We have such a variety of vocational training. For instance we start with aircraft, airways, radio, air conditioning, aviation, mechanics, architectural drafting, motor repair, all types of auto mechanics. We have a high school devoted entirely to the automotive trades, including body repair and painting; boat building; body and beauty culture, just think of that; baking, homemaking. Say, about homemaking, you know, girls, when was a kid, my sister and I had to take turns in washing the dishes every night. We had no maid out in Arizona. If you are going to take homemaking it is not bad to know what to do at home. I think it is a good plan -liable to be called old-fashioned, perhaps modern educators will not agree with me - but I think boys and girls ought to be trained how to ventilate their bed in the morning, how to make their bed, how to clean their room, and yes, just help mother a little bit in doing the weekly wash. Oh, that is hard work. [AVAILABLE AUDIO ENDS HERE] However, in our schools in homemaking, we teach the girls how to do it scientifically. You have no idea how much labor is saved just by knowing how to do a thing. I remember when I was a boy, how fatiguing it was to mother, on a Monday when she had to do the washing in the old-fashioned washtub, and had to boil the water, and use the old hand wringer. That was just hard work, and everything was sort of disarranged in the kitchen. As I look back at it now, I can see it was so disarranged as to create extra work. But now there is a regular science in the kitchen, everything has its place, steps are measured, so that at the end of the day more is accomplished and with less fatigue. All of those things are now studied out, based on experience, and the home making courses in our schools are really excellent. Then we can go on to bookbinding, building maintenance, cabinet making., all types of catering, and tearoom trade, and cafeteria work. Yes, we have a Highschool of Foods. That is a highly specialized school. You would be surprised to know how much future there is in the food trade. It is quite an industry in our country. Do not think that a boy or girl can just stop into a hotel or into a restaurant and know all about it. The old ways have been abolished. You cannot just go in, look around and pick it up. Oh, no, now we send out children well prepared. Yes, it is true that they start at the bottom, but they are prepared to take the top jobs. That is the purpose of an education.
PART-TIME COOPERATIVE EDUCATION
I can go on indefinitely as to the many, many trades, skilled trades, that are open to the children, but I want to point out something, and I have to be very careful. Dr. Fade is here and he would jump on me if I am wrong. However, at the risk of incurring his displeasure I want to say this, recently we have developed a sort of part-time course, where children in high schools or vocational high schools may spend some time in employment, working at the trade for which they are training. That is very good, but it must not be abused. It required very careful supervision. For instance, if a boy is taking auto mechanics, and he spends so many hours a week in a well-equipped shop where he can see what is going on and where he can compare what he is learning in theory with what he is doing in practice, that is very helpful. But if that boy is placed at a gas station and all he does is to wipe windshields, that does him no good. Of course, a week of that would not do him any harm or a week or two in washing cars. But I fear that unless we are very careful, there may be a great deal of exploitation of child labor in taking children into part-time work. A little girl that I know, who is taking a commercial course, has been employed in a bank as a messenger. Well, a week of that, or a month of that would be all right. But that little girl has been doing that now for about a year, and I do not see the advantage, I do not see that she is getting anything out of it. She sits in a room with other messengers, and when the buzz sounds she responds when it is her turn and takes a letter to another department or to another bureau and delivers a message. There is no advantage to that. So in this part-time cooperative education we must be very careful and must be very well supervised in order to avoid exploitation.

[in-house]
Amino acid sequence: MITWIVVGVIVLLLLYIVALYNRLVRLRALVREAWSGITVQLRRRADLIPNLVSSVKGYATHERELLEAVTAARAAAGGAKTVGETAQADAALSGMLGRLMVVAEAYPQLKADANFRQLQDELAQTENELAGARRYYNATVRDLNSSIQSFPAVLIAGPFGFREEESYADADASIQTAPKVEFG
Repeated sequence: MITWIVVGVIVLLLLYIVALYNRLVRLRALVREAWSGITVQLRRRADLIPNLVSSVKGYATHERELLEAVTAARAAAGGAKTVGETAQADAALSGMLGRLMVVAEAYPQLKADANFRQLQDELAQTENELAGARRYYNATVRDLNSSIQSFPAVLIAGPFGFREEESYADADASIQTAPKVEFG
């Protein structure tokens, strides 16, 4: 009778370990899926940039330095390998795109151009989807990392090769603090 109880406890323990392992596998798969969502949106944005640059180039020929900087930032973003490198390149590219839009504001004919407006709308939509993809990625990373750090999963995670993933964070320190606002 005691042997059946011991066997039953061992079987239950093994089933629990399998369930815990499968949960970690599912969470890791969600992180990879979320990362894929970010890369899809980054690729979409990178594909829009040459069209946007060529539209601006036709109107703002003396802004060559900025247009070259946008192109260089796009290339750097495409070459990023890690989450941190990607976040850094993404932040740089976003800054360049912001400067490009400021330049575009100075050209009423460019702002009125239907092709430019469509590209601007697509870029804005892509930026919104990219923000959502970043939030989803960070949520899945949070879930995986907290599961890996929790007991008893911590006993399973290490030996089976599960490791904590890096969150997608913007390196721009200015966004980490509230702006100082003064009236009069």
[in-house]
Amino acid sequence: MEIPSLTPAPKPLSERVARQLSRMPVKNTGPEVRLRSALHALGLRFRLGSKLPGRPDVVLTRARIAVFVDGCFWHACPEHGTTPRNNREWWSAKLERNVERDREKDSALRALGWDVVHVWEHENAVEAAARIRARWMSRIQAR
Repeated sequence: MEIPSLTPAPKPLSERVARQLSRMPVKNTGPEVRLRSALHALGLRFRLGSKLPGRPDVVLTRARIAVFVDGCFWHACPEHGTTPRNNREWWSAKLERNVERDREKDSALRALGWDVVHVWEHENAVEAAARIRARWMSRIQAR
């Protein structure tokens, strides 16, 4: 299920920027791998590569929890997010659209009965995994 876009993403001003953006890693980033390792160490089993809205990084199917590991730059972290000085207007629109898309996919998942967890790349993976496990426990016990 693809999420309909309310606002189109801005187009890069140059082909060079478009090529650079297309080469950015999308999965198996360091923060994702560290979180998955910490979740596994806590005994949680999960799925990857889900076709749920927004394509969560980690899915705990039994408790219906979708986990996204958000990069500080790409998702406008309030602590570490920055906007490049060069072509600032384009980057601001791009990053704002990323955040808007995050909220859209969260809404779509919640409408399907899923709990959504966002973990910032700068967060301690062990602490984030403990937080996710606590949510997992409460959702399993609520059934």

BUREAU OF CHILD GUIDANCE
Of course, you know that in addition to classroom teachers there are several hundred teachers engaged in specialized work in the Bureau of Child Guidance. I want to ask parents to take advantage of that service. If there is something wrong with the child, if you see he is not doing his work well, or if he is dissatisfied or if he hesitates to go to school, consult the Child Guidance Bureau and call the attention of the teacher or the principal to the child so that you can get the benefit of this guidance. It is very useful.